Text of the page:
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State’s second-largest health insurer suffers cybersecurity attack

Point32Health said it had identified a ransomware incident on Monday.

The state’s second-largest insurer suffered large technical outages due to a cybersecurity ransomware incident.

Point32Health, the parent company for Tufts Health Plan and Harvard Pilgrim Health Care, said in a memo on its website that it identified a ransomware incident on Monday, affecting the systems it uses to service members, accounts, brokers and providers. A spokesman for the insurer said the outages were mainly affecting members covered under Harvard Pilgrim Health Care’s commercial plans and New Hampshire Medicare plans, though it was not impacting those on the Tufts Health Plan.

“After detecting the unauthorized party, and out of an abundance of caution, we proactively took certain systems offline to contain the threat,” the insurer said in the statement. “We have notified law enforcement and regulators, and are working with third-party cybersecurity experts to conduct a thorough investigation into this incident and remediate the situation.”


On Tuesday, the insurer’s website was down for a time. Some members who tried calling their insurer said they also experienced technical difficulties.

The insurer said it was working around the clock to restore impacted systems quickly and urged members with urgent needs to call the member services number on their ID cards. While Point32′s website appeared to be functioning Wednesday, Harvard Pilgrim’s website still appeared to be down.

In the memo, executives said they were still determining if sensitive information from members was involved in the incident, and said the insurer would notify those affected if so.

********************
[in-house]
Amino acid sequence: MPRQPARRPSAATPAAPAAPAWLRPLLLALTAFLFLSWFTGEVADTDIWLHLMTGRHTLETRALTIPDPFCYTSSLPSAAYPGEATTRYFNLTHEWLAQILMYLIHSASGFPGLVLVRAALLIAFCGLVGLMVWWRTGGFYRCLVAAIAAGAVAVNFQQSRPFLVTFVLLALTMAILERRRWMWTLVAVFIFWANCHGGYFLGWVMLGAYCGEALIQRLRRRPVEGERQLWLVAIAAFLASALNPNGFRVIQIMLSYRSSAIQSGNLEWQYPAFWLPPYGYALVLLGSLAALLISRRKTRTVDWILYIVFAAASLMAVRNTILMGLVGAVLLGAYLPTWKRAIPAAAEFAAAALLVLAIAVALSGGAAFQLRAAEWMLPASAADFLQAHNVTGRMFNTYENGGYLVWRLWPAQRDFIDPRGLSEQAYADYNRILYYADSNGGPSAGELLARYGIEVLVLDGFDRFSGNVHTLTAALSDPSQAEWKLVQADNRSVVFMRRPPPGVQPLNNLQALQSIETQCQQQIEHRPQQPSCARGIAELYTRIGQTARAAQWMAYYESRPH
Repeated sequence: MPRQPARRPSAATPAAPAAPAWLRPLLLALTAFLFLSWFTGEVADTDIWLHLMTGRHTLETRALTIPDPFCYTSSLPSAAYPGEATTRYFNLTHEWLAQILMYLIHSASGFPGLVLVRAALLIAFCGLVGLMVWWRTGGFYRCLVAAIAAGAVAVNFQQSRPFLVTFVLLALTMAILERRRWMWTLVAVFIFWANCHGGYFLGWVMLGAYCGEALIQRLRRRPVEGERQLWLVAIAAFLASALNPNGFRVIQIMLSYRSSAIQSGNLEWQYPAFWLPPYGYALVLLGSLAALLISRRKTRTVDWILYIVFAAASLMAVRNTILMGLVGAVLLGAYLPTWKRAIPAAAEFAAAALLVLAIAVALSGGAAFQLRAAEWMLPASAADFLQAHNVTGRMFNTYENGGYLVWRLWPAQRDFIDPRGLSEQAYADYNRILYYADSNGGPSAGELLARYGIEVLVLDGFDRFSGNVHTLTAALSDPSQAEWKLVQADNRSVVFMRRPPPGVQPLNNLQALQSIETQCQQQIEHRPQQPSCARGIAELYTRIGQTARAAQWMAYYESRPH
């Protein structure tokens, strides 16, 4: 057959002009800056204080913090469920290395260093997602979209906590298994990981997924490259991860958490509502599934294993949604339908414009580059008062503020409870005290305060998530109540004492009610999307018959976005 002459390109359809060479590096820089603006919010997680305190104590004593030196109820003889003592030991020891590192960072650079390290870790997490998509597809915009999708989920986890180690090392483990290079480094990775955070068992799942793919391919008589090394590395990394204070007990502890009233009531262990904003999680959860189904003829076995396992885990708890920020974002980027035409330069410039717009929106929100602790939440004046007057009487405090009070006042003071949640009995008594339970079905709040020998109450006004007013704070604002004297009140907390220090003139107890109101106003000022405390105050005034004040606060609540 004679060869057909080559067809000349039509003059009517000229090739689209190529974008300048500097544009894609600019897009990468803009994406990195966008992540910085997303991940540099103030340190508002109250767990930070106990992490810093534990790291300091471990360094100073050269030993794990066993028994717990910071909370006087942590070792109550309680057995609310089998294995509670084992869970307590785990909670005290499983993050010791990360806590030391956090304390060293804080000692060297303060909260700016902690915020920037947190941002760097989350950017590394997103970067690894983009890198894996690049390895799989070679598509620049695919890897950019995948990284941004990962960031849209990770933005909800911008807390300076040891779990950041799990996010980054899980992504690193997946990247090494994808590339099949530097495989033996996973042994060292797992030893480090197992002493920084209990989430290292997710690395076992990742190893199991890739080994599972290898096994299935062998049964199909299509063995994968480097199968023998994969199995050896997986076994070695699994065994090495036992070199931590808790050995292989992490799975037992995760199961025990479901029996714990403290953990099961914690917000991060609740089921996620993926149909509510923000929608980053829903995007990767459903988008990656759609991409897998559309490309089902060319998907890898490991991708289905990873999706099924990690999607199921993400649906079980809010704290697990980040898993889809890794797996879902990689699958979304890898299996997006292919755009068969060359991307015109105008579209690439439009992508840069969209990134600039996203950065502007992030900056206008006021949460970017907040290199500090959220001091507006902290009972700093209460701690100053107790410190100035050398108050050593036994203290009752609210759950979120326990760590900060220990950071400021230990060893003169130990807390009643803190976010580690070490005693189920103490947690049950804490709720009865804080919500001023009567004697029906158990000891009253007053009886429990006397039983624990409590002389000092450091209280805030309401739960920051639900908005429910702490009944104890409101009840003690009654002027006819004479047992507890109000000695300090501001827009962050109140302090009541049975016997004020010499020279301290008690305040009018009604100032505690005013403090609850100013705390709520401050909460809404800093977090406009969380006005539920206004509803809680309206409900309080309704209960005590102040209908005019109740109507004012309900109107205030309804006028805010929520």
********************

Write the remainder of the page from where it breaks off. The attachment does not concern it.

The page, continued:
One member, who asked to remain anonymous due to privacy concerns, said his doctor had been struggling since Thursday to get him a prior authorization request from Harvard Pilgrim Health Care for a medical procedure. Without approval from his insurer, the procedure could be cancelled, or he would face a larger bill.

He tried calling the insurer himself but was unable to get through on Monday because of the holiday or on Tuesday, when a message on the main number still said the insurer was closed. Ultimately, the member connected with his insurer on Wednesday morning and was able to receive a phone number for his physician to call.


Professor Kevin Powers, who heads up the cybersecurity graduate programs at Boston College, said health care businesses — from hospitals to health insurers — have increasingly become a target for cybercriminals.

“Think about all the sensitive data they have and information,” Powers said. “They will have personally identifiable info, sensitive health care info, financial info, insurance info. When you think of that alone, that is a key target.”

While Powers didn’t have details on what the Point32 attack included, typically in a ransomware attack criminals encrypt an organization’s data and shut down operations, offering access to the encryption key in exchange for a ransom. While organizations can choose to pay the ransom, law enforcement typically does not advise organizations to do so, as it typically doesn’t guarantee you will get all your data back or protect information that has already been stolen.

No case is the same, but typically incident response teams at different organizations will assess the scale of the breach and make a determination on the best way to contain it, Powers said.

Massachusetts health care facilities have encountered several cyberattacks in recent years. In 2020, several hospitals in Massachusetts either shut down email systems or installed more aggressive email filters after federal officials warned of phishing emails that had sought to send malware to health care executives.


In 2021, a hacker group sponsored by the Iranian government attempted a cyberattack aimed at Boston Children’s Hospital. And in 2022, hospitals were put on high alert for cybersecurity threats from Russia that stemmed from the war in Ukraine.

Powers said health care systems are investing in cybersecurity not only because of the risks to critical infrastructure, but because regulatory agencies have also strengthened what companies must do for protection.

Yet protecting from such threats is complicated, and cybercriminals sometimes have a wealth of resources at their disposal.

“Cybercriminals only have to be right once,” Powers said. “And sometimes they are working for nation states, so they have the resources a nationstate would…how could you expect a hospital to defend against that type of attack?”

Jessica Bartlett can be reached at Follow her @ByJessBartlett.